How to Bounce Back from Job Rejection

Picture this – you read a job description, and it sends your heart aflutter. You feel it in your gut – that this is meant to be. You polish off your CV, pour precious time into your application and puzzle over the perfect cover letter. 

Then you get your eagerly awaited response – but it’s not the response you were hoping for.

We regret to inform you, that on this occasion your application was not successful.

Odds are, you can probably picture this a little too well. It’s a universal experience – for so many people, the road to success has been paved with potholes of rejections. 

Here’s the kicker – unless something in the process has gone very wrong, or you are a remarkably resilient individual, rejection stings. If you feel angry, sad, hopeless or like you’ve wasted your time … you are not alone! When you’ve put time and emotional investment into an application, missing out on a job offer can be a bitter pill to swallow, especially in such a competitive job market.

But following such a knock-back, how exactly do you go about saddling up and getting back on the horse?

Don’t let disappointment spiral and diminish your self-worth

Being rejected after a job interview can really knock your confidence. But it’s important not to let the disappointment spiral and diminish your self-worth. 

Rejection weighs so heavily on the mind because our brains are hard-wired to give more attention to negative experiences than positive ones. This is called the “negativity bias”, and explains why a stream of rejections from prospective employers can leave you spiralling deeper, damaging your confidence and leaving you reluctant to keep trying for fear of further rejection. As humans, we are all prone to cognitive distortions, such as comparison, all-or-nothing thinking, and over-generalisation. The stronger the emotion behind it, the more likely it is to influence our thinking and let us believe the distortion as an absolute certainty.

One way of getting around the “negativity bias” is by reality testing. Consider some of the other circumstances that could have led to the rejection, and it can help you come to a balanced, rational perspective. There’s a full picture you might not be seeing, which can include company politics, employee referrals, individuals in professional and personal networks, internal candidates and people who have been interviewed in the past.

Boost your professional self-esteem

If you find yourself caught up in a cycle of negative thought, take some time to sit down and create a list of your professional accomplishments and contributions, along with identifying three key moments where you overcame an obstacle in the past. Physically writing these down can help you shift your perspective from the negative things that might happen to the positive things that have happened.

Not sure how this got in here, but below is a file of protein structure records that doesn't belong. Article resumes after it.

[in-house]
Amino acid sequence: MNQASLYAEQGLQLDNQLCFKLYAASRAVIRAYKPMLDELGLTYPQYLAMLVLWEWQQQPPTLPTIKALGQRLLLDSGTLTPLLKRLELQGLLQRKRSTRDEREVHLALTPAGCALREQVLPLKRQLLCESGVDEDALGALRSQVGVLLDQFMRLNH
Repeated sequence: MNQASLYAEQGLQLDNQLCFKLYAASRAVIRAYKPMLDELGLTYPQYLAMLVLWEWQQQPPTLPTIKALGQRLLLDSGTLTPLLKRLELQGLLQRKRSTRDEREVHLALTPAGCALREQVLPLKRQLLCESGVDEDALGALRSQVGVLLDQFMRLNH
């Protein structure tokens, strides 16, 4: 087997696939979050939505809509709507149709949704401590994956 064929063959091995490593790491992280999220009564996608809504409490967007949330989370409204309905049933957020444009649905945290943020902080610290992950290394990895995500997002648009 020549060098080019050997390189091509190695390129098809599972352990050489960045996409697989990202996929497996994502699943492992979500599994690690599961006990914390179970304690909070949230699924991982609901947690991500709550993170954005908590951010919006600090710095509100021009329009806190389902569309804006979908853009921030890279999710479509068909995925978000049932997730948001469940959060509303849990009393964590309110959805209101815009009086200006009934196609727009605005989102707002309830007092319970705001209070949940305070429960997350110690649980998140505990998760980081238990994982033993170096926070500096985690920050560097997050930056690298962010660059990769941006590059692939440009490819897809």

As well as helping you to move out of a rejection rut and feel more motivated, it also has the big bonus of being a helpful tool to have for future applications and interviews. While it is naturally beneficial to identify and work upon your weaknesses, it is also very worthwhile to maximise upon your strengths!

Ask for detailed feedback (when you are in the right mindset!)

Asking for and listening to feedback is one of the most valuable things you can do when faced with a job rejection. Self-reflection will only give you one half of the picture. Are there any recurring themes that have come up for you before that you can work on? Take note of actionable weaknesses or issues that you can do something about, and use them as a focus for the way you approach your preparation next time. The key to this however, is focusing on the things you can realistically change. Sometimes, it really is just a matter of chemistry.

When taking feedback on board, don’t burn your bridges! Handling rejection gracefully leaves a positive impression that can open the door for future possibilities. 

Good news – you’re now on their radar

Perhaps you’ve been going through the application process with a recruitment consultant or a hiring manager. Just because you’ve missed out on this opportunity, doesn’t mean all is lost – you are now on their radar. When something new opens up, you’ll be in the know. 

Adopt a new approach

After a setback or two, you might want to consider switching up your tactics. You could take on a more tailored approach – if you haven’t already, reach out to recruiters in your target sectors who are very well placed to help you take the pain out of a stressful process. You can also break down what exactly made your dream job so desirable, and use this information to discover comparable companies and roles.

Come back harder, better, faster, stronger

When it comes to taking risks and putting yourself out there, rejection is unavoidable. But, it’s a sign you are doing something. The only way to avoid it is by doing nothing, or never trying to do anything, and that is a whole other problem! The reality is, if things always went as smoothly as we wanted them to, we wouldn’t learn half as much.

In such a rapidly shifting job market, if you take too long licking your wounds, you stand the chance of missing out – someone else will be using that time to learn, grow and get that job that you want.

Instead, in the wise words of Daft Punk, come back Harder, Better, Faster, Stronger. Turn your job rejection to your advantage, and learn to see setbacks as a challenge to learn, develop and build up your resilience. 

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